At the insistence of her children, Garland's remains were disinterred from Ferncliff Cemetery in January 2017 and re-interred 2,800 miles (4,500 km) across the country at the Hollywood Forever Cemetery in Los Angeles.
Garland possessed the vocal range of a contralto. Her singing voice has been described as brassy, powerful, effortless and resonant, often demonstrating a tremulous, powerful vibrato. Although the octave range of her voice was comparatively limited, she was capable of alternating between female and male-sounding timbres at will with little effort. The Richmond Times-Dispatch correspondent Tony Farrell wrote that Garland possessed "a deep, velvety contralto voice that could turn on a dime to belt out the high notes", while Ron O'Brien, producer of tribute album The Definitive Collection – Judy Garland (2006), wrote that the singer's combination of natural phrasing, elegant delivery, mature pathos "and powerful dramatic dynamics she brings to ... songs make her [renditions] the definitive interpretations". The Huffington Post writer Joan E. Dowlin called the period of Garland's musical career between 1937 and 1945 the "innocent years", during which the critic believes that the singer's "voice was vibrant and her musical expression exuberant", taking note of its resonance and distinct, "rich yet sweet" quality "that grabs you and pulls you in". Garland's voice would often vary to suit the song she was interpreting, ranging from soft, engaging and tender during ballads to humorous on some of her duets with other artists. Her more joyful, belted performances have been compared to entertainers Sophie Tucker, Ethel Merman, and Al Jolson. Although her musical repertoire consisted largely of cast recordings, show tunes and traditional pop standards, Garland was also capable of singing soul, blues, and jazz music, which Dowlin compared to singer Elvis Presley.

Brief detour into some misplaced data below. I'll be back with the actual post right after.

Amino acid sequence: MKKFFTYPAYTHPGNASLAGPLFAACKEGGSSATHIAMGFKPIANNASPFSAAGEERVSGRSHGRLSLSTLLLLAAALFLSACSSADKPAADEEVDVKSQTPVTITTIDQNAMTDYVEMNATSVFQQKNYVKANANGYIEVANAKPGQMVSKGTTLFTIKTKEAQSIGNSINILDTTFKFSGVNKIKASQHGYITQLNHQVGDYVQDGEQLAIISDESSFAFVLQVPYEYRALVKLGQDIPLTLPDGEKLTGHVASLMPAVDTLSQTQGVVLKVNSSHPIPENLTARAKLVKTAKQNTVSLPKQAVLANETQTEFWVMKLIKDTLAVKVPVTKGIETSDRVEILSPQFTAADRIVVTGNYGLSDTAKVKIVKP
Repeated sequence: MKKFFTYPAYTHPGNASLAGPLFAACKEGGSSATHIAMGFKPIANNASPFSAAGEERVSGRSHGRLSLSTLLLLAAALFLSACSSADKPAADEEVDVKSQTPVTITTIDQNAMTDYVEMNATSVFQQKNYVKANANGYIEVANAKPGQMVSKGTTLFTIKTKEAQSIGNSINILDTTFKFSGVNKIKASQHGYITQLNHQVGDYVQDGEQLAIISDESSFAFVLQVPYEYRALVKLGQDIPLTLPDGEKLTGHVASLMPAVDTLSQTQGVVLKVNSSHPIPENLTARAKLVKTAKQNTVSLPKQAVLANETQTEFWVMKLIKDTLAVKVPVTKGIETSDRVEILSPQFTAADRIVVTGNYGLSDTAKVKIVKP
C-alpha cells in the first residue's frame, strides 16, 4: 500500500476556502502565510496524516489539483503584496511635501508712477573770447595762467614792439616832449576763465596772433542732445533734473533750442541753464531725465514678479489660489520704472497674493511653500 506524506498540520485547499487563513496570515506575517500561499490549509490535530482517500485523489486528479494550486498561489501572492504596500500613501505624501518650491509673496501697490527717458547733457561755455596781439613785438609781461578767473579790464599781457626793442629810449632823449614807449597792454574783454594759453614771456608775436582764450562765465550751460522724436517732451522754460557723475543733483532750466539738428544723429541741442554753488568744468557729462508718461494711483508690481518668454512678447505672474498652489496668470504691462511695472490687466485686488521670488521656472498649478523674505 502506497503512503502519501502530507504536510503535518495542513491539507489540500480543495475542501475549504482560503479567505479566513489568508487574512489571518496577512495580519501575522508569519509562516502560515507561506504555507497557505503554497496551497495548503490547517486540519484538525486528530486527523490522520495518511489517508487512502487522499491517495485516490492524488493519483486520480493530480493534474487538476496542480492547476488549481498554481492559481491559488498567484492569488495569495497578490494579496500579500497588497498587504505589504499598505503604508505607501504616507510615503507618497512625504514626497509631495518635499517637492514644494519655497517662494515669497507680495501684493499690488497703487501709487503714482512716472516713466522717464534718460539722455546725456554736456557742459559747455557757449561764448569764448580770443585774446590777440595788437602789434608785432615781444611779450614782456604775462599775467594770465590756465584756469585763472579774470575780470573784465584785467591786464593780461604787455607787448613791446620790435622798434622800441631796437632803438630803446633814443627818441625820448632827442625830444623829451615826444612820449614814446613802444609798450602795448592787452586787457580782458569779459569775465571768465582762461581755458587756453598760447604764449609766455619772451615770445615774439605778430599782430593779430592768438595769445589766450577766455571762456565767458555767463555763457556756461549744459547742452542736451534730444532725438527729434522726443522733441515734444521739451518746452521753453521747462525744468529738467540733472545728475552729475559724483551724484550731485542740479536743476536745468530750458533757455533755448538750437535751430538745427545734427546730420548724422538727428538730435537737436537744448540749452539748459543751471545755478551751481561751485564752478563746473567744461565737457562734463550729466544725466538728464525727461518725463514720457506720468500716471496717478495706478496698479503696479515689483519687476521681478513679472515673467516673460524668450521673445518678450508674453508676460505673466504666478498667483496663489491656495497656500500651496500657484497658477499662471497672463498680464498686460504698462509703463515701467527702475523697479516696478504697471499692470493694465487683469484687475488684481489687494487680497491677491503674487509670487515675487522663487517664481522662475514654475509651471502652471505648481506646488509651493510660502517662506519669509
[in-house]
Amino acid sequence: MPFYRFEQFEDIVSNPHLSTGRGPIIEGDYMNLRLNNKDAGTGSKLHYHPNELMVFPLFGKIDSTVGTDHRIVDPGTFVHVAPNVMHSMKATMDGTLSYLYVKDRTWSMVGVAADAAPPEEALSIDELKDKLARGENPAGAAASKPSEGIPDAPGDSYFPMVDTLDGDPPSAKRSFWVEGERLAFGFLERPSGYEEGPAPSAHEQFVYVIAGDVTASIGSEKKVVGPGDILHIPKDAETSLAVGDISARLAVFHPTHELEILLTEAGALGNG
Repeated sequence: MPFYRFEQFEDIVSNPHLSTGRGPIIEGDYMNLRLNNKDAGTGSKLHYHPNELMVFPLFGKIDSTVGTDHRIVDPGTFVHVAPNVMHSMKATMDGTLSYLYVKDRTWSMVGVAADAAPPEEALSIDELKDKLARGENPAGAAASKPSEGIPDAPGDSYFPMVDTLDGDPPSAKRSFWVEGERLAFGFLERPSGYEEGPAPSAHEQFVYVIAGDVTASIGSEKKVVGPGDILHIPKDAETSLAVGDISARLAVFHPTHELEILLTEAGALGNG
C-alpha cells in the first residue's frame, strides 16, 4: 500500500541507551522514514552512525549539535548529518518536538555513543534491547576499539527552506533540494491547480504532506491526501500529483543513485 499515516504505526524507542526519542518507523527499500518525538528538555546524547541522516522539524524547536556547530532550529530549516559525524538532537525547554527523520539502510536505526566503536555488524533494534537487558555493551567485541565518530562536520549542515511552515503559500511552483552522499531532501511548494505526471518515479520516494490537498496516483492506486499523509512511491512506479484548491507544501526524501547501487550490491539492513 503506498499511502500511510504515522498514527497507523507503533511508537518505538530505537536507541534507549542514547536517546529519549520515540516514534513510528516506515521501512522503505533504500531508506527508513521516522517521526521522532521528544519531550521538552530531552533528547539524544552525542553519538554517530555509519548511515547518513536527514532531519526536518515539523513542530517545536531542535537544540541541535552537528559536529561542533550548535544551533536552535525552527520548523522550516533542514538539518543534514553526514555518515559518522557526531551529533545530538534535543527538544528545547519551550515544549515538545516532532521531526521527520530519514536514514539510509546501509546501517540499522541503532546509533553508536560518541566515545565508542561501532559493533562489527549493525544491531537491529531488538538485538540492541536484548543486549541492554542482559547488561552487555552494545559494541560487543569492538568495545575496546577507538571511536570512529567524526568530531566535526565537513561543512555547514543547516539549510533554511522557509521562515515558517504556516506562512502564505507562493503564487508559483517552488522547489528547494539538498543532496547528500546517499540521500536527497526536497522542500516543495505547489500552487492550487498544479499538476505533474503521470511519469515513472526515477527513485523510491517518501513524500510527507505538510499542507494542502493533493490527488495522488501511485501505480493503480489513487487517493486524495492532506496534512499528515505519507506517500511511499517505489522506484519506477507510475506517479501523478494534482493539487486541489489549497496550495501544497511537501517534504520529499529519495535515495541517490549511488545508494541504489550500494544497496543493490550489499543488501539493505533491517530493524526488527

Garland insisted that her talent as a performer was inherited: "Nobody ever taught me what to do onstage." Critics agree that, even when she debuted as a child, Garland had always sounded mature for her age, particularly on her earlier recordings. From an early age, Garland had been billed as "the little girl with the leather lungs", a designation the singer later admitted to having felt humiliated by because she would have much preferred to have been known to audiences as a "pretty" or "nice little girl". Jessel recalled that, even at only 12 years-old, Garland's singing voice resembled that of "a woman with a heart that had been hurt". The Kansas City Star contributor Robert Trussel cited Garland's singing voice among reasons why her role and performance in The Wizard of Oz remains memorable, writing that although "She might have been made up and costumed to look like a little girl ... she didn't sing like one" due to her "powerful contralto command[ing] attention". Camille Paglia, writing for The New York Times, joked that even in Garland's adult life, "her petite frame literally throbbed with her huge voice", making it appear as though she were "at war with her own body". Theater actress and director Donna Thomason stated that Garland was an "effective" performer because she was capable of using her "singing voice [as] a natural extension of [her] speaking voice", a skill that Thomason believes all musical theater actors should at least strive to achieve. Trussel agreed that "Garland's singing voice sounded utterly natural. It never seemed forced or overly trained."